On the other extreme, are the genuinely devout; they who seem to radiate love, peace and happiness. Some are rich beyond compare, yet soft spoken, well mannered and modest. Others are poor in material wealth but rich in faith, hope and strong in their belief in a just eternal reward. Yet the vast majority of us fall somewhere in between. Does this mean that we have no hope of salvation or that our earthly life is in vain? Fortunately for us, we are also blessed with the option of seeking forgiveness and we can begin with a clean slate. While the Catholics have the sacrament of confession, the Hindus believe that a bath in the sacred Ganges will suffice and the Muslims perform the Haj with a similar hope and a new beginning.  If you are prepared to trust yourself and err less, you will never need divine intervention for a pure soul has but one goal – peace of mind! What more does anyone want?

Remember: The sick do not ask if the hand that smoothes their pillow is pure, nor the dying care if the lips that touch their brow have known the kiss of sin.  Oscar Wilde

 Try these:

  1.  Outline the actions/ thoughts/ expressions of the last month, which make you embarrassed, guilty and /or apologetic. Could you have handled matters differently then? What prevented you from doing so then? Do you still worry about some of these deeds even now?
  2.  Are there people whom you have hurt and feel the need to apologize? What has prevented you from apologizing; is it your ego, fear of the other person’s reactions, embarrassment to you or your belief that the other person deserved it?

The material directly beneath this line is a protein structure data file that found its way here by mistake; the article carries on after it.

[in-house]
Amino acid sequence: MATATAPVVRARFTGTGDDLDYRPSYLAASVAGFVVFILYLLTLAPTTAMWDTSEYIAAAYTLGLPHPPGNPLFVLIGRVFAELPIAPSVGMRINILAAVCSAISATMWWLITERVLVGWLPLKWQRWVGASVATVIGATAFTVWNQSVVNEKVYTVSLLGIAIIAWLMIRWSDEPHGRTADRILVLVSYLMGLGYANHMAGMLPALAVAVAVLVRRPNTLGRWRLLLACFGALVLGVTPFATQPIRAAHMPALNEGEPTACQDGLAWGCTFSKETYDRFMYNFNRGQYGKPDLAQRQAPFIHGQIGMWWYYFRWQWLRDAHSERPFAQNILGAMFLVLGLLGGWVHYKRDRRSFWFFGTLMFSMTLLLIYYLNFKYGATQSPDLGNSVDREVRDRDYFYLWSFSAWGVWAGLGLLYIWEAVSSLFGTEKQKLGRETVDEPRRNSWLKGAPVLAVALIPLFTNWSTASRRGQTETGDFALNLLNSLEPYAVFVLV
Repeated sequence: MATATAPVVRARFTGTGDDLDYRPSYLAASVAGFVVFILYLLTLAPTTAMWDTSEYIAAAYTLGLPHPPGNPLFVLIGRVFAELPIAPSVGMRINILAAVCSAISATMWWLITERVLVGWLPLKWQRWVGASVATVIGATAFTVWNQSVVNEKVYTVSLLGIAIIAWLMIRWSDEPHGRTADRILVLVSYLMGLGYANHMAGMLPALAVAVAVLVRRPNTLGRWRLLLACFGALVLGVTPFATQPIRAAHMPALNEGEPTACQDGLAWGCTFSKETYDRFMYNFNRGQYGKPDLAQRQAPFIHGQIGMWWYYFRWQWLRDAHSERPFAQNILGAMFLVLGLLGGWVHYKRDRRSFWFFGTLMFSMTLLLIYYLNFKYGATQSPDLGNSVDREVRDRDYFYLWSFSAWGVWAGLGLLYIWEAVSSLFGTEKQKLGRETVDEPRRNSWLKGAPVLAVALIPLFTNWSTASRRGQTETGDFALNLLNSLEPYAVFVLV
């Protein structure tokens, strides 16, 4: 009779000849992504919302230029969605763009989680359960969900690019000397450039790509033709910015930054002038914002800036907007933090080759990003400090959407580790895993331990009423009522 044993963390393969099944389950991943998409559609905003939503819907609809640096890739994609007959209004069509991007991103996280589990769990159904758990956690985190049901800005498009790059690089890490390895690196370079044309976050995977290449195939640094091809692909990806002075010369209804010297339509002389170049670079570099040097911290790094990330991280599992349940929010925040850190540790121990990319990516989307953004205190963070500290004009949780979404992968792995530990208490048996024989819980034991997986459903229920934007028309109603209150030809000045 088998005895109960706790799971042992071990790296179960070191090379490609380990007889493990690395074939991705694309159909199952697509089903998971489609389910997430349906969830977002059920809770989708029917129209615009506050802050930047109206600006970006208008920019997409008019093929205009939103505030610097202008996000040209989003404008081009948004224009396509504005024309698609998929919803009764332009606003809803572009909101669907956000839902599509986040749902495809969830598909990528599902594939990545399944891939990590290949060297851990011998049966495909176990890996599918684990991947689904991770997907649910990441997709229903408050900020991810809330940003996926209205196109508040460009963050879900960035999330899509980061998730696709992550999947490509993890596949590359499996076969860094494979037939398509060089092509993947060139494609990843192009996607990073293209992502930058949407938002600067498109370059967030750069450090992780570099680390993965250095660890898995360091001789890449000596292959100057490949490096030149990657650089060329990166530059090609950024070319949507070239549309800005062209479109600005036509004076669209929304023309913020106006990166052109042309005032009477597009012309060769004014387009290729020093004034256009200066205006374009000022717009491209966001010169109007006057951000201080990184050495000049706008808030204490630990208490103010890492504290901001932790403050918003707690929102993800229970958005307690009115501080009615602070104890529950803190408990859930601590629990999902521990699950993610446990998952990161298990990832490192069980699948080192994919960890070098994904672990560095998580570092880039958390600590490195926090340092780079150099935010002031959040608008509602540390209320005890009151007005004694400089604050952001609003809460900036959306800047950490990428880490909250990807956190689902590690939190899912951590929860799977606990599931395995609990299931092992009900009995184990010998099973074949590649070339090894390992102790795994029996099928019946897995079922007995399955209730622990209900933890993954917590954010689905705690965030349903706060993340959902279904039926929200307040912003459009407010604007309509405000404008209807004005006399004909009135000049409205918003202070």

This post is courtesy www.actspot.com

You are welcome to visit our weekly inspirational and motivational blog www.poweract.blogspot.com

Forgiveness

Forgiveness means letting go of the past.
Gerald Jampolsky
Forgiveness is a tough act because of the following :
  • Our egos wont permit us to excuse a wrong doer.
  • Our so called rational mind tells us that every mistake must be punished
  • We get a psychological high in extracting our pound of flesh for the drop of blood we lost

What we forget is that, often in our self centered pursuit of awarding punishment to what we perceive as a serious infringement of our rights by another party, we miss out on opportunities to rise above our pettiness and to enjoy the moment. Once we realise this, it is easier for us to visualize forgiveness as an honourable, dignified and self satisfying method of curing our inner hurt.

Too often tho we rationalise that we can forgive but we cannot forget – alas that is when forgiveness is only symbolic and  peripheral for the hurt of original act remains like scar on our minds marring what can always be an otherwise carefree life of contentment and rejoicing. It is only when we forgive and forget that we really let go of the past and LIVE the MOMENTS.

Remember : “To forgive is to set a prisoner free and discover that the prisoner was you.”

Try these :

  • List out the people whom you are not fond of or dislike immensely. Then ask yourself if they have hurt you in some manner and you have been unable to forgive them?  ( You will be surprised by the answer)
  • List out people whom you have hurt knowingly or unknowingly. (Dont forget that most people are hurt by your words rather than by actions.) Do you think you can meet up and apologise or write to them and seek forgiveness?
  • List out those actions or words of your, that irritate and annoy others the  most and outline steps you will take to reduce or marginalize these.

Igniting your thoughts – Encouraging you to ACT SPOnTaneously